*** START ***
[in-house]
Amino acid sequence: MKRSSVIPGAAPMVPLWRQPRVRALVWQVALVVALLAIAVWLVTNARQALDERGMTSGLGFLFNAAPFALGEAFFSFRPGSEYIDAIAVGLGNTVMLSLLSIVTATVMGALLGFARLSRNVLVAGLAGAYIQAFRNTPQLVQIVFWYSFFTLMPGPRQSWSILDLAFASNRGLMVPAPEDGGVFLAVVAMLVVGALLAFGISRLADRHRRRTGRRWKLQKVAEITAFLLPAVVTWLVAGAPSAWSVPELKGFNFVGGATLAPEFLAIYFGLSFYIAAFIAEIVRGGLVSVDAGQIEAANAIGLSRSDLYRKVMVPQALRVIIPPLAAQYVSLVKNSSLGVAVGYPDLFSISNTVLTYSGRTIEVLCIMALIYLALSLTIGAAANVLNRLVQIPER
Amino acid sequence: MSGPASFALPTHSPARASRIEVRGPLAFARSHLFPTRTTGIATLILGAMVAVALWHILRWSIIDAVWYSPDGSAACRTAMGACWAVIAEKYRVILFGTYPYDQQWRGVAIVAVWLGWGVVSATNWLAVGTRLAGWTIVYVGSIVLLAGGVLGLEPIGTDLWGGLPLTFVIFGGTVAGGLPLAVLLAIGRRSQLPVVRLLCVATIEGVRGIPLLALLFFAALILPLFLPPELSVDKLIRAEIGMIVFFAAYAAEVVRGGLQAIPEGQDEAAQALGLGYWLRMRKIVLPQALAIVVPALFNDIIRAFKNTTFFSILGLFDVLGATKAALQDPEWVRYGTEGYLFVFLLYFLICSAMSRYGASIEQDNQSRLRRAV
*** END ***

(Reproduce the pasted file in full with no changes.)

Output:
[in-house]
Amino acid sequence: MKRSSVIPGAAPMVPLWRQPRVRALVWQVALVVALLAIAVWLVTNARQALDERGMTSGLGFLFNAAPFALGEAFFSFRPGSEYIDAIAVGLGNTVMLSLLSIVTATVMGALLGFARLSRNVLVAGLAGAYIQAFRNTPQLVQIVFWYSFFTLMPGPRQSWSILDLAFASNRGLMVPAPEDGGVFLAVVAMLVVGALLAFGISRLADRHRRRTGRRWKLQKVAEITAFLLPAVVTWLVAGAPSAWSVPELKGFNFVGGATLAPEFLAIYFGLSFYIAAFIAEIVRGGLVSVDAGQIEAANAIGLSRSDLYRKVMVPQALRVIIPPLAAQYVSLVKNSSLGVAVGYPDLFSISNTVLTYSGRTIEVLCIMALIYLALSLTIGAAANVLNRLVQIPER
Amino acid sequence: MSGPASFALPTHSPARASRIEVRGPLAFARSHLFPTRTTGIATLILGAMVAVALWHILRWSIIDAVWYSPDGSAACRTAMGACWAVIAEKYRVILFGTYPYDQQWRGVAIVAVWLGWGVVSATNWLAVGTRLAGWTIVYVGSIVLLAGGVLGLEPIGTDLWGGLPLTFVIFGGTVAGGLPLAVLLAIGRRSQLPVVRLLCVATIEGVRGIPLLALLFFAALILPLFLPPELSVDKLIRAEIGMIVFFAAYAAEVVRGGLQAIPEGQDEAAQALGLGYWLRMRKIVLPQALAIVVPALFNDIIRAFKNTTFFSILGLFDVLGATKAALQDPEWVRYGTEGYLFVFLLYFLICSAMSRYGASIEQDNQSRLRRAV